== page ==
Updated Feb. 19
The 28-year-old male operator of an Isuzu dump truck was cited for operating without a license, a marked lanes violation, and driving an uninspected vehicle after a collision with a Tisbury Police cruiser Thursday afternoon on the Lagoon Pond Bridge. Massachusetts State Police are investigating the collision. According to Trooper James P. DeAngelis, a State Police spokesman, the operator of the dump truck was issued a summons. The police officer in the damaged cruiser was transported to Martha’s Vineyard Hospital with minor injuries. On Friday, Tisbury Police Chief Mark Saloio identified the officer as Patrick Souza, and the dump truck driver as Reniclis Albino of Oak Bluffs.
The Tisbury Police cruiser took damage to the driver’s side.
The driver of the cruiser, Souza, was no longer at the scene when a Times reporter arrived on the bridge at 4:30 pm. Two Tisbury Police cruisers were on scene, along with a State Police cruiser. State Police Det. Dustin Shaw later arrived in an unmarked police vehicle. Det. Shaw said he could not speak about elements of the accident, including who was driving the cruiser. When asked who was driving the cruiser, Tisbury Police Sgt. Jeff Day, who was directing traffic on the bridge, said “a Tisbury Police officer.” Det. Shaw removed items from the damaged cruiser and transferred them to Sgt. Day before a JWL ramp truck took the wreck away.
Tisbury town administrator Jay Grande later said the cruiser was traveling toward Oak Bluffs when it collided with a truck. That truck wasn’t readily visible when the Times was on scene. Grande declined to identify the police officer at the wheel of the cruiser, but did say he understood that the individual was OK following the accident. Grande said he didn’t know who was driving the truck, or the condition of that motorist. DeAngelis declined to name the police officer in the cruiser, and referred inquiry to local police. In a statement Thursday, Chief Saloio confirmed the officer “sustained minor injuries,” but he didn’t identify the officer or the truck driver. He noted the truck driver wasn’t injured, and had been traveling in the opposite direction when the collision occurred.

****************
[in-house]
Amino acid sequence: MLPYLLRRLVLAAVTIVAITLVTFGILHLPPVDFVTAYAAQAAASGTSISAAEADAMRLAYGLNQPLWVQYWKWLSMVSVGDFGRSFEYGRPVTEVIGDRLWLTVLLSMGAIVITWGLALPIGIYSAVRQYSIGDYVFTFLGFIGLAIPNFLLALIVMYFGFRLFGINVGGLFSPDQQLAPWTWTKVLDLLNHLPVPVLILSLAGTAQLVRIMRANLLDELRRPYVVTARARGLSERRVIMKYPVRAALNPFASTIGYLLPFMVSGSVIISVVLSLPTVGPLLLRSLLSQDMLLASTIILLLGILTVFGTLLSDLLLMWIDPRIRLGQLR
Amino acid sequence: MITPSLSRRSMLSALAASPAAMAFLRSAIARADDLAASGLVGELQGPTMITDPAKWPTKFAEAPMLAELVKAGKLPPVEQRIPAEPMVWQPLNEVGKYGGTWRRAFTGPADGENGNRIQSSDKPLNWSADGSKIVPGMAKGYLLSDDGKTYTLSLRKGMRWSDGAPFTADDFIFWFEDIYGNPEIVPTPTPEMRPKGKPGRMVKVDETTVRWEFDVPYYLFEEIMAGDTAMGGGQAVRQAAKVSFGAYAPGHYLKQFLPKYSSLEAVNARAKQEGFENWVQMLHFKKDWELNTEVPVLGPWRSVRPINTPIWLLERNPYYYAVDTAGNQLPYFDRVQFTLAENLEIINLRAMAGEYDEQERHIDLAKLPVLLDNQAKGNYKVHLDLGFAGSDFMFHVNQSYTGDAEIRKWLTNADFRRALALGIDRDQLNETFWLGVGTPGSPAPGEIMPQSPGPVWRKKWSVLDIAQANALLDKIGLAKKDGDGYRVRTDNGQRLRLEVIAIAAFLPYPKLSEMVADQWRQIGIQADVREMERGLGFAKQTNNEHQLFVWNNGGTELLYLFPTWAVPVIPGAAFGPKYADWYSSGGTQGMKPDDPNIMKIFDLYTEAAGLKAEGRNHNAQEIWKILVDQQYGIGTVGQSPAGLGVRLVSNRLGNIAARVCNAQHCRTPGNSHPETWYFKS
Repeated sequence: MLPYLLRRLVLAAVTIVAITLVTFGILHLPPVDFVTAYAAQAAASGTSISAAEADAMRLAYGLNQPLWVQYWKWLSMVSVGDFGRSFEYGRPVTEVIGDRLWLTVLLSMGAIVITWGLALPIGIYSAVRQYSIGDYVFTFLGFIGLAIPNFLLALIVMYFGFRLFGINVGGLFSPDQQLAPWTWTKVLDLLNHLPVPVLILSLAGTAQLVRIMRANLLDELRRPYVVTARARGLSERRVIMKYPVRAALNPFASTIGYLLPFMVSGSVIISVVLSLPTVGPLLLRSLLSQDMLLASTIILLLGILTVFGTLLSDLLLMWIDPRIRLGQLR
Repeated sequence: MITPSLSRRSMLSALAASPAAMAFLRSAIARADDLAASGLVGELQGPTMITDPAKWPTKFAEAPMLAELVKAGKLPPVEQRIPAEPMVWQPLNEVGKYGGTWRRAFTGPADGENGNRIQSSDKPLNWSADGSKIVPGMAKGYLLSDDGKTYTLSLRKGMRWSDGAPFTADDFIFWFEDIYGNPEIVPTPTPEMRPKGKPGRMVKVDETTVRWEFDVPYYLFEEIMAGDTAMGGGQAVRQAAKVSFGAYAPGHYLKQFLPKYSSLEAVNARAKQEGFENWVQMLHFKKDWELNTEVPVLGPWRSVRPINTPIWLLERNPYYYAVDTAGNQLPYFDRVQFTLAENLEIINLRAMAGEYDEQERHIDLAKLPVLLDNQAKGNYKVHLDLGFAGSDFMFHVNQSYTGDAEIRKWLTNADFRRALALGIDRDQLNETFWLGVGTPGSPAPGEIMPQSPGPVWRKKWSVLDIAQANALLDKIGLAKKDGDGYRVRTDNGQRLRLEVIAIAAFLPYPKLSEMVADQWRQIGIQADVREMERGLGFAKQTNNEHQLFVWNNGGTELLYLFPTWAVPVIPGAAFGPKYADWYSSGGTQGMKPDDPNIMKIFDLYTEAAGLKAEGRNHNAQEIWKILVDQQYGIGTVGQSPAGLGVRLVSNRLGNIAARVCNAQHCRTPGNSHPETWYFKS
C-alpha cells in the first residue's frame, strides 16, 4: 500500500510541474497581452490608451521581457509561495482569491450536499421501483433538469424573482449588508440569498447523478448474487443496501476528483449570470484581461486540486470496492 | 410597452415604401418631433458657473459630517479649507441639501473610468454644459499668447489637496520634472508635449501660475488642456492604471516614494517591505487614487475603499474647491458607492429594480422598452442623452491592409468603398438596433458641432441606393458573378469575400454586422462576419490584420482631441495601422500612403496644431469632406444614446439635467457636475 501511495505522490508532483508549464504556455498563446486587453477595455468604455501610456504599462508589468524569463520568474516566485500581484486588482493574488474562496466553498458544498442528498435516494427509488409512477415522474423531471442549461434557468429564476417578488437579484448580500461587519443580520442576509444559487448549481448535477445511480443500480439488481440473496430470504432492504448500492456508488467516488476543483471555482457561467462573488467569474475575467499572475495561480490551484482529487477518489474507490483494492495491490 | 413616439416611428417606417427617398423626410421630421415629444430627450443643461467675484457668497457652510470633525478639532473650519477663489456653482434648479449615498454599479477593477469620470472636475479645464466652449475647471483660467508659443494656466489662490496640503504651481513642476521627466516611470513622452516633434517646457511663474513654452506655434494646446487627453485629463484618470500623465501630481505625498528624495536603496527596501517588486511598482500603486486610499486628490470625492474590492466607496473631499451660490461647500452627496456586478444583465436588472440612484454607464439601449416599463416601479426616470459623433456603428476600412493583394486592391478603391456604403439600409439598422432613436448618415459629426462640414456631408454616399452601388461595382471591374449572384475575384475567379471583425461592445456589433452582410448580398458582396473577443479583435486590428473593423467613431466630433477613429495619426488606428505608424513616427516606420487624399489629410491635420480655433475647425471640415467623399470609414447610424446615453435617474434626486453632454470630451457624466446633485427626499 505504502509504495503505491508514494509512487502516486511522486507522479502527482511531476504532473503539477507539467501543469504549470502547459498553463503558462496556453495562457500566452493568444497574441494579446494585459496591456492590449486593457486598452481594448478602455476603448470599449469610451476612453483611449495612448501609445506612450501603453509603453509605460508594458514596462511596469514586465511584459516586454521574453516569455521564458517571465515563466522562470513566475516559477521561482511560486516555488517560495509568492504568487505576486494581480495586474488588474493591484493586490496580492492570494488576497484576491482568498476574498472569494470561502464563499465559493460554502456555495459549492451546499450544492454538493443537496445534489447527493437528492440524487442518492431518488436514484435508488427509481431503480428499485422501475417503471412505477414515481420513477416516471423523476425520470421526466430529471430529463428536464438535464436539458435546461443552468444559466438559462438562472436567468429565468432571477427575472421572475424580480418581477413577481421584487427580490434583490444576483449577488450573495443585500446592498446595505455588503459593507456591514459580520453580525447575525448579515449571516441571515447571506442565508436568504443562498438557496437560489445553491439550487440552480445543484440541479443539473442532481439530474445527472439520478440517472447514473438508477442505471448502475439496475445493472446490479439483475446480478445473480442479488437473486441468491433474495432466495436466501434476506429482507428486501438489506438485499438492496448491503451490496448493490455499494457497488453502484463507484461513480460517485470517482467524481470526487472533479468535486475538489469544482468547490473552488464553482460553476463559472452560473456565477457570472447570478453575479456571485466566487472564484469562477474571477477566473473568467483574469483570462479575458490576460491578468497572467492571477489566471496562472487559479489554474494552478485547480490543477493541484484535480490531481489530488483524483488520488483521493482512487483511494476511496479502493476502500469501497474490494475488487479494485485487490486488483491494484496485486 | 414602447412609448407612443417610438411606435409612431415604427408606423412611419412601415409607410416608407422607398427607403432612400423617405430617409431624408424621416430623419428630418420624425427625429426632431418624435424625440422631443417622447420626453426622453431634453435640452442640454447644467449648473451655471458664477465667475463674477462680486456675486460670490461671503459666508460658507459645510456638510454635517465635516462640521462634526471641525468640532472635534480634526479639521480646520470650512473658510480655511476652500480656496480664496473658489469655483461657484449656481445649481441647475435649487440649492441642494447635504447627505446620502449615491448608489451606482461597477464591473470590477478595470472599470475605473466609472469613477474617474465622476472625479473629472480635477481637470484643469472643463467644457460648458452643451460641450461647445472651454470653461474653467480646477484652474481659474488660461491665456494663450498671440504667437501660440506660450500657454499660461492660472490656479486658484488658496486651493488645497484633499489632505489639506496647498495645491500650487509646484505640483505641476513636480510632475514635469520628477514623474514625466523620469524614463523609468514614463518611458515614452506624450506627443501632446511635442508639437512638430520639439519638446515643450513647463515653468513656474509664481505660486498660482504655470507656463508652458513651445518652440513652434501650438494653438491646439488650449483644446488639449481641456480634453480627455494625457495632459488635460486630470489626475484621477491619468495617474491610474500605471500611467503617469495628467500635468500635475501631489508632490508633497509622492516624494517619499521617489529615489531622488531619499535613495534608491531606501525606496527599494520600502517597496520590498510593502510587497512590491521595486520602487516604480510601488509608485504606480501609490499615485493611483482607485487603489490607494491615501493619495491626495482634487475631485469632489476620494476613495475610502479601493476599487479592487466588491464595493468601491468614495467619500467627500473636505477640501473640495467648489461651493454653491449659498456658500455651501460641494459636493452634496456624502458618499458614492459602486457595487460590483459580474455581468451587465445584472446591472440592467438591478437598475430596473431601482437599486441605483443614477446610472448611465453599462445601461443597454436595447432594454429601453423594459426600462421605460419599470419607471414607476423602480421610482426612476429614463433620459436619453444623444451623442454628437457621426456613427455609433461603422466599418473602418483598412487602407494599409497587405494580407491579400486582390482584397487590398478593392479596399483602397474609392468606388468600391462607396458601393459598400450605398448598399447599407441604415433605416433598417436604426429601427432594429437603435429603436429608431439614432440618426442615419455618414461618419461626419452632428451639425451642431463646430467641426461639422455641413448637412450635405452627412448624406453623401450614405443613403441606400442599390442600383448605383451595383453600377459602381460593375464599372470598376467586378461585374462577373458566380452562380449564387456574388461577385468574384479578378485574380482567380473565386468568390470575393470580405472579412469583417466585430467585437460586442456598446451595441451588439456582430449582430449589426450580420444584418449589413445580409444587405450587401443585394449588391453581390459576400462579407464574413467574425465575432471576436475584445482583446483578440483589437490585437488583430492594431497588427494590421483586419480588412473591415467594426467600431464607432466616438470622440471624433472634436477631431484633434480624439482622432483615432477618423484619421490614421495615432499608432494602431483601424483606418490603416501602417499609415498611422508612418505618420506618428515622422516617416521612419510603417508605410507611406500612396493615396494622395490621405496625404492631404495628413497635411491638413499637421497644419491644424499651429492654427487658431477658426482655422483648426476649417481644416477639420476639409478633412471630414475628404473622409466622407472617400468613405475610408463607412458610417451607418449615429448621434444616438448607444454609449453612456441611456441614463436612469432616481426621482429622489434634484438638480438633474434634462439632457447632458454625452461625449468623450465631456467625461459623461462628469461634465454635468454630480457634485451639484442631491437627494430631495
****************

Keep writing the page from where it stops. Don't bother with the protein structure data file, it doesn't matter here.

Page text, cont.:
“Both vehicles sustained significant damage,” he wrote.
On Friday, Saloio stated the delay in providing the officer’s name was an effort to be considerate.
“When incidents such as this occur,” Saloio wrote, “our first priority is to ensure that anyone involved is OK. Beyond that, when an officer or employee is involved, in particular when his or her immediate family may reside off-Island, we want to be sure all members of the immediate family are notified and aware of what happened. We also want to allow for the outside agency [Massachusetts State Police] to perform their initial investigation. There is no intent to withhold anything that is in fact public record, but we are trying to be considerate, for the initial period at least, of the person or persons involved in the incident. Once that is completed and we are sure everyone is OK and the incident is over, names can then be released at that point.”
DeAngelis said he expects an accident report to be finished by the State Police in five days or fewer.
Updated with the names of those involved in the collision.